Few beauty trends are as divisive as contouring – the art of enhancing your bone structure using shadow and light. There are those women who religiously approach the technique with paint-by-numbers precision, and others who are frankly terrified by the whole thing.
It seems that almost as quickly as it came to the forefront of the beauty industry, contouring has fallen out of favour, perhaps due to the fact that streaky cheekbones and a muddied nose doesn’t really look all that good in real life. Some things, it seems, are better left on Instagram (more specifically, on a perma-filtered Kardashian).
However, this season we’re seeing contouring in a whole new light. Done correctly, this age-old technique can be incredibly flattering, working to gently bring your bone structure to life without any tell-tale streaks or smudges.
Make-up artist Hannah Martin knows the face-framing appeal of a proper contour: “when done correctly contouring is amazing,” she says. “It can gently and beautifully shade the face to create soft angles that aren’t there otherwise. A well-blended nose contour, a subtly carved-out cheekbone and a warmed forehead can look really beautiful and unnoticeable when all edges have been blended well and flattering shades have been used.”
“It’s about enhancing what you have, not painting in graphic design,” adds MAC Global Senior Artist Dominic Skinner, who agrees that extreme contouring doesn’t look so good without the safety blanket of an Instagram filter.
“I am definitely seeing a move away from the deep, heavy contour,” he says. “Unless you’re going to be followed by a ring light the whole time, it doesn’t look good at all in real life.”
So, how to strike the perfect balance? All you need is a light hand and the expert tricks of the trade. Here, we reveal how to cheat your way to chiselled cheekbones and a subtly defined jawline with a few strategic strokes, whether you’re a nervous newcomer or a veritable pro.
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When it comes to finding the best contouring products, the million-dollar question is: cream or powder?
Martin sits firmly in the cream camp. “Personally I find a cream contour blends really easily into the skin and looks most natural," she says.
Indeed, a cream formula will ‘melt’ more seamlessly than a powder, and is simpler to amend if you go wrong. Even better, a cream is easier to top up during the day, without the risk of caking.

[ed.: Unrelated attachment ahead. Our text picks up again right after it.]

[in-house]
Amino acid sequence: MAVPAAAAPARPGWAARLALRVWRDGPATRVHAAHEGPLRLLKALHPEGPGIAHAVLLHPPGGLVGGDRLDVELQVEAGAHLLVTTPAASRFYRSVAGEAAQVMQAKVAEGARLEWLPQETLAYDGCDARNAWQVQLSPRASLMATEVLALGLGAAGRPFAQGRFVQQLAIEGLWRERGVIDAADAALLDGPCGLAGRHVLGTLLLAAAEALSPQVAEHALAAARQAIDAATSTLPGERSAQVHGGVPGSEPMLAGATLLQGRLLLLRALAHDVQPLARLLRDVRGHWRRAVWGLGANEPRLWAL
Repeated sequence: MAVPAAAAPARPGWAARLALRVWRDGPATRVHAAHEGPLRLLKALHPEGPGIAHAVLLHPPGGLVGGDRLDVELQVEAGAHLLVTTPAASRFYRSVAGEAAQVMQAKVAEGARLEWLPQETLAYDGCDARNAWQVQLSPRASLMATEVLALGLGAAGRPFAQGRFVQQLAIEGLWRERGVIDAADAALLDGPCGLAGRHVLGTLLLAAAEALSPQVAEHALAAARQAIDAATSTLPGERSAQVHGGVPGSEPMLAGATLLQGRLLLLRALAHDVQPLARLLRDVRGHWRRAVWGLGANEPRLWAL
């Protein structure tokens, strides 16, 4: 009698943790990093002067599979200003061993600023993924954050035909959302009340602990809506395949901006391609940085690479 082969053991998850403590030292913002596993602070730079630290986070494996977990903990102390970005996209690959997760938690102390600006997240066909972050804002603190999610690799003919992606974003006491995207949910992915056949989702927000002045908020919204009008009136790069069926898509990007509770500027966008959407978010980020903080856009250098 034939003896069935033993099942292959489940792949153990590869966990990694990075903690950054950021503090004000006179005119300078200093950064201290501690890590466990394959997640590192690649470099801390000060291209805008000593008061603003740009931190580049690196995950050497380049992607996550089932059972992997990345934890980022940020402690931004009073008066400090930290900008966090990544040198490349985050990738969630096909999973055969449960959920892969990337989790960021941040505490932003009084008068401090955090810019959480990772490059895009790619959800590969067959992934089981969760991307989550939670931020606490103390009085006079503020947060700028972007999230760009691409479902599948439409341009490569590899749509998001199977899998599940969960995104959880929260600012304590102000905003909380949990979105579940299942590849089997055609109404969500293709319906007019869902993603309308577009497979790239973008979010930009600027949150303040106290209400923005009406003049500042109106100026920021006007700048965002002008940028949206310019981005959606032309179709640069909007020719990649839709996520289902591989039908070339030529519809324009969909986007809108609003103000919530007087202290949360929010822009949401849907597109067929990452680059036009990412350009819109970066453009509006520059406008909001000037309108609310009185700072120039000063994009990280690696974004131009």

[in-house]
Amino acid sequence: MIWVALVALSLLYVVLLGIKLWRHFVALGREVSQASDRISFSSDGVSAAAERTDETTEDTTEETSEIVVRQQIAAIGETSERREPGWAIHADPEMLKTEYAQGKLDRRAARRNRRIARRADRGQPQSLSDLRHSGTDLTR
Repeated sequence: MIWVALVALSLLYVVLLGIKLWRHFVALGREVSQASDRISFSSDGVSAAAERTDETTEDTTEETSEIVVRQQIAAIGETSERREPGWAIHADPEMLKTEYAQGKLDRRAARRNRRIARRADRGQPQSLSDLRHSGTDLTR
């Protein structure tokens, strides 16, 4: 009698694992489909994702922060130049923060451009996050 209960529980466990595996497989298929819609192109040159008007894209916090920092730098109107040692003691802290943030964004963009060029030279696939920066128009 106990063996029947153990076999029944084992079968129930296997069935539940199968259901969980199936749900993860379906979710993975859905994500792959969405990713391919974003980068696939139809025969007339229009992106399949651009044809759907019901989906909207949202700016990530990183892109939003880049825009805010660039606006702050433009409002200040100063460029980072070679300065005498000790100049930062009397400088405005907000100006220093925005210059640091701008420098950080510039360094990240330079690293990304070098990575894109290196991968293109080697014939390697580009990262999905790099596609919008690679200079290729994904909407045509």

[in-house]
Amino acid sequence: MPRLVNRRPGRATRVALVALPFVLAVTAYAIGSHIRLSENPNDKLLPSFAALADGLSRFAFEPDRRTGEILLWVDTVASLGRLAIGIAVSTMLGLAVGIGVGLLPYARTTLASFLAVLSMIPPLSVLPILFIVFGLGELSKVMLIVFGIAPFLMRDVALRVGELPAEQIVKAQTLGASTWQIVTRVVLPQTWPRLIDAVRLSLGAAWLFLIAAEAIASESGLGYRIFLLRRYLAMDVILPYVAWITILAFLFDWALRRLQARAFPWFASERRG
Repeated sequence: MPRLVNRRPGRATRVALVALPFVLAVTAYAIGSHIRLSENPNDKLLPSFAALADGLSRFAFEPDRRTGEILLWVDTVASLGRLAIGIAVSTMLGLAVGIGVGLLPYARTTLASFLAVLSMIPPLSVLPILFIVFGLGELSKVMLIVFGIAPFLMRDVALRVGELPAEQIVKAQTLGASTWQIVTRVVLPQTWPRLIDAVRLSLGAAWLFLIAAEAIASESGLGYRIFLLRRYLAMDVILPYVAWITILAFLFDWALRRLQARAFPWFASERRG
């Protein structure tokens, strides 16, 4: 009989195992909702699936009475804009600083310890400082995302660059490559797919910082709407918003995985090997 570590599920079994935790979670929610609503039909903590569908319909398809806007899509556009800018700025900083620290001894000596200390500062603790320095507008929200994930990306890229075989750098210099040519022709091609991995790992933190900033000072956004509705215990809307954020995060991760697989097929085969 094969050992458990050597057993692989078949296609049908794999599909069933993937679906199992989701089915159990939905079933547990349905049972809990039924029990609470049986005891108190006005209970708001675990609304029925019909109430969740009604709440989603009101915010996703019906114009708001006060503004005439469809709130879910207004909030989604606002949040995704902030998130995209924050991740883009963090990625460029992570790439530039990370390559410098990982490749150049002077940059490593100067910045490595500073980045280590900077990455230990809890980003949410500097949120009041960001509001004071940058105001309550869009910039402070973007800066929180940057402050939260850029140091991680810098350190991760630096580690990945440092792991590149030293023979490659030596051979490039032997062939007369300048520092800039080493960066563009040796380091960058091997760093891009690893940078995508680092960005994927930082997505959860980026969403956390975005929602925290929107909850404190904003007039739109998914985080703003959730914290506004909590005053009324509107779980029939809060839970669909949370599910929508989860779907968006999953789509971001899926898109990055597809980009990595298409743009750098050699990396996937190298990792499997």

However, if you’re oily skinned, or simply don’t get on well with cream make-up, it may be worth trying a powder bronzer. Martin advises looking for a shade with cool undertones for the most natural result. (However, be wary of grey-toned 'contouring' powders, as these have the tendency to look ashy.)
According to Skinner, it’s more about matching your formula to that of your foundation. “I say there’s no difference in using cream or powder really, although it will depend on what you’ve applied underneath,” he says. “If you’ve used a powder foundation or set your base with a powder then go for the powder contour. It will apply a lot smoother. Whereas if you’ve used a liquid or cream foundation and are not setting it, a cream contour would be best."
The tools of the trade
Skinner and Martin both agree that the biggest key to contouring success is the tools you choose.
“When contouring at home, be sure to have the right tools to help you achieve the look easily and naturally,” advises Martin. “I actually really like the Artis brushes for applying cream contour as they’re not too big and you can get precise application of your colour. Big brushes will apply too much product to too great a surface area and you’ll lose the contrast that makes contouring work.”
“Most people I see contouring use a brush far too big for the space that they need to contour, which is why it looks too much,” agrees Skinner. “I always start with a MAC 240S brush first as it’s just the right size to cut a shadow on the cheek, nose and temples, then I buff out with its larger cousin the MAC 138S. It’s a tag team made in contour heaven.”
When it comes to perfecting your technique, the key is to go lightly: you can always build up your shaded areas, but removing heavy-handed product is an altogether trickier affair.
“What you are looking to recreate in the face is the appearance of a shadow,” says Skinner. “Find that natural shadow colour that you can see under the jawline and use this as a guide for the shade that you should use as a contour.”
“After any base make-up is applied, apply your cream contour like Tom Ford Shade and Illuminate or Huda Beauty’s Tan-Tour under your cheekbones, along the top of your hair line, jaw line and either side of the nose (if you wish). Then, blend away any edges either with a brush or sponge. Finally, set with powder," says Martin.
Another thing to consider is the lighting in your room: contouring must be applied in a well-lit area. "What's more, when blending be sure to check your face from all angles – what looks great head-on might not be perfectly blended along the side of your face," says Martin.
If you're puzzled as to where your contour product should be placed, follow Skinner's foolproof tip. "Lay your brush from the top of your ear down to the corner of your mouth. This is the perfect placement for any contour application," he says. "Secondly, brush down from the top of the ear in one downwards motion – it will always look shadowy. And lastly, start soft and start small. Build it up slowly."
So, how can you tell if you've mastered the real-life contour? "When I’m backstage I aim for a look that reads 'is it contour?'. If you can't make out if it is or not, then you’ve got just enough," says Skinner.